Thames Trains faces unlimited fines after admitting serious breaches of safety legislation in the Paddington rail disaster.
The company was heavily criticised at the public inquiry into the crash for failing to ensure that its drivers were properly trained. A Thames Trains driver, Michael Hodder, drove through a red light on the morning of 5 October 1999 on his way out of the west London station and smashed into a First Great Western express, at a combined speed of 130mph, killing 31 people.
The company pleaded guilty at Bow Street magistrates' court in central London yesterday to two charges under the Health and Safety at Work Act 1974. The case was referred to the Old Bailey for sentencing.
The largest fine levied under the legislation against a single company - £1.5m - was imposed on Great Western Trains for its involvement in the 1997 Southall rail disaster in which seven people died.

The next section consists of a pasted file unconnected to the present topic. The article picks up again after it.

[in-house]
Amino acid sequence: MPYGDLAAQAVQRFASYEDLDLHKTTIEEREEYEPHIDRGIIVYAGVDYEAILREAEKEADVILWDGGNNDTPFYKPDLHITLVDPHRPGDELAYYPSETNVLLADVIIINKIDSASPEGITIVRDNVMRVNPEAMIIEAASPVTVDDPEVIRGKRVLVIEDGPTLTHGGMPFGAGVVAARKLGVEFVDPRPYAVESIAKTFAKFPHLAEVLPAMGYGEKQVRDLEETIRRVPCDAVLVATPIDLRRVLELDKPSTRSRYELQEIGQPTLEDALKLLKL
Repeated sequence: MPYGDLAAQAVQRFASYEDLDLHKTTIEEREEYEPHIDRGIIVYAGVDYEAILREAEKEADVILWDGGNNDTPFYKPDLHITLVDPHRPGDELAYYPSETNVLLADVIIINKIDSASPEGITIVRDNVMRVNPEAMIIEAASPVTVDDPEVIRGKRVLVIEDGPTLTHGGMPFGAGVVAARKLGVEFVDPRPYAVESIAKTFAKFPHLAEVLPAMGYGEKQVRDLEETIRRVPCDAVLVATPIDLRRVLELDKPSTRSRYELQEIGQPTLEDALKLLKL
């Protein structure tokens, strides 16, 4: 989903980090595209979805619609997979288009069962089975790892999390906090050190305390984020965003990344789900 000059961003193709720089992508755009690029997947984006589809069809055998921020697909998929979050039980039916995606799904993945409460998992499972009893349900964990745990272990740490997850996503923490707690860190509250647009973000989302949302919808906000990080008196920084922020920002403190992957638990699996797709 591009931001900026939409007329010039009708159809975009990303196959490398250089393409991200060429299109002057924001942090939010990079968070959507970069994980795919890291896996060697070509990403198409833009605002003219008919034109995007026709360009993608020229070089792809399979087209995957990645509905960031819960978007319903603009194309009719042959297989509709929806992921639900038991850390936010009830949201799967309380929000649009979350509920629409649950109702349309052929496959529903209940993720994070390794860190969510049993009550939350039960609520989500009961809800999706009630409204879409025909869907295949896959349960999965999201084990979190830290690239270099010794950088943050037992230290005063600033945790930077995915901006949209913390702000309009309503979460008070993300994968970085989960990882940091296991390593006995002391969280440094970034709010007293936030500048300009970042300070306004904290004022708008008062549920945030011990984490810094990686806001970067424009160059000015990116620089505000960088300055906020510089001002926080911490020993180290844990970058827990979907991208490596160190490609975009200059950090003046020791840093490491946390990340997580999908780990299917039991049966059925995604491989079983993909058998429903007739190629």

The Crown Prosecution Service (CPS) is still considering whether to bring charges of manslaughter against directors of Railtrack, the now defunct infrastructure company, over its involvement in the Paddington crash. But the CPS has concluded that there is insufficient evidence for similar proceedings against individuals at Thames Trains.
In a statement yesterday Thames Trains said it had entered the guilty pleas at the earliest available opportunity and that it was consistent with the "open and self-critical" approach adopted after the crash.
Maureen Kavanagh, chairman of the Safe Trains Action Group, said Thames Trains was still getting away with "bloody murder".
Louise Christian, a solicitor who acted for those injured and bereaved by the Paddington crash, said the families were happy with the result, but still wanted Railtrack to be held to account.Reuse content